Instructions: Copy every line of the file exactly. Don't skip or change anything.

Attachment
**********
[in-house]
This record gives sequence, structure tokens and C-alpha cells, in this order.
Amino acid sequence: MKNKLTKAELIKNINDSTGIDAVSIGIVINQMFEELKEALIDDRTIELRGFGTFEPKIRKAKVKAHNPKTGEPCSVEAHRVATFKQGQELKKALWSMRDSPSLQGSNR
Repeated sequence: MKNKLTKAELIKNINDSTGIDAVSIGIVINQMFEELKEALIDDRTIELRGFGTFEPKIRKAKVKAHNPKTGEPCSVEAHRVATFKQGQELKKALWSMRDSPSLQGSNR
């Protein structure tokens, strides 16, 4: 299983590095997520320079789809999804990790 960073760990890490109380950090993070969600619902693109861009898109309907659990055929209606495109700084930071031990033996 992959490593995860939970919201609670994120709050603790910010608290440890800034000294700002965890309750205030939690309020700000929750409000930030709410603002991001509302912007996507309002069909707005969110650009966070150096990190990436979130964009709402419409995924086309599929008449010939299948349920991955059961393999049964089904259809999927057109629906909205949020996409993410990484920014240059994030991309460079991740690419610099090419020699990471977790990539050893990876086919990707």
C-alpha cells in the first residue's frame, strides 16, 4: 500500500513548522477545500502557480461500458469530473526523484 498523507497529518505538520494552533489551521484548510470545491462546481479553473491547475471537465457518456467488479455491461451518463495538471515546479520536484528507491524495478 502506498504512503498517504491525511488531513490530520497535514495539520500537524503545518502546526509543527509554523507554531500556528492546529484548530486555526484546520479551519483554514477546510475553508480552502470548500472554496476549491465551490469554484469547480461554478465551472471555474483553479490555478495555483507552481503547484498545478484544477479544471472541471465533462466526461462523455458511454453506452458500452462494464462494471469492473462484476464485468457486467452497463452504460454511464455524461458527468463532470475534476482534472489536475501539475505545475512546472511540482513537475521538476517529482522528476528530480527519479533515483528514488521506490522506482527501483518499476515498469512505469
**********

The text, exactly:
[in-house]
This record gives sequence, structure tokens and C-alpha cells, in this order.
Amino acid sequence: MKNKLTKAELIKNINDSTGIDAVSIGIVINQMFEELKEALIDDRTIELRGFGTFEPKIRKAKVKAHNPKTGEPCSVEAHRVATFKQGQELKKALWSMRDSPSLQGSNR
Repeated sequence: MKNKLTKAELIKNINDSTGIDAVSIGIVINQMFEELKEALIDDRTIELRGFGTFEPKIRKAKVKAHNPKTGEPCSVEAHRVATFKQGQELKKALWSMRDSPSLQGSNR
């Protein structure tokens, strides 16, 4: 299983590095997520320079789809999804990790 960073760990890490109380950090993070969600619902693109861009898109309907659990055929209606495109700084930071031990033996 992959490593995860939970919201609670994120709050603790910010608290440890800034000294700002965890309750205030939690309020700000929750409000930030709410603002991001509302912007996507309002069909707005969110650009966070150096990190990436979130964009709402419409995924086309599929008449010939299948349920991955059961393999049964089904259809999927057109629906909205949020996409993410990484920014240059994030991309460079991740690419610099090419020699990471977790990539050893990876086919990707």
C-alpha cells in the first residue's frame, strides 16, 4: 500500500513548522477545500502557480461500458469530473526523484 498523507497529518505538520494552533489551521484548510470545491462546481479553473491547475471537465457518456467488479455491461451518463495538471515546479520536484528507491524495478 502506498504512503498517504491525511488531513490530520497535514495539520500537524503545518502546526509543527509554523507554531500556528492546529484548530486555526484546520479551519483554514477546510475553508480552502470548500472554496476549491465551490469554484469547480461554478465551472471555474483553479490555478495555483507552481503547484498545478484544477479544471472541471465533462466526461462523455458511454453506452458500452462494464462494471469492473462484476464485468457486467452497463452504460454511464455524461458527468463532470475534476482534472489536475501539475505545475512546472511540482513537475521538476517529482522528476528530480527519479533515483528514488521506490522506482527501483518499476515498469512505469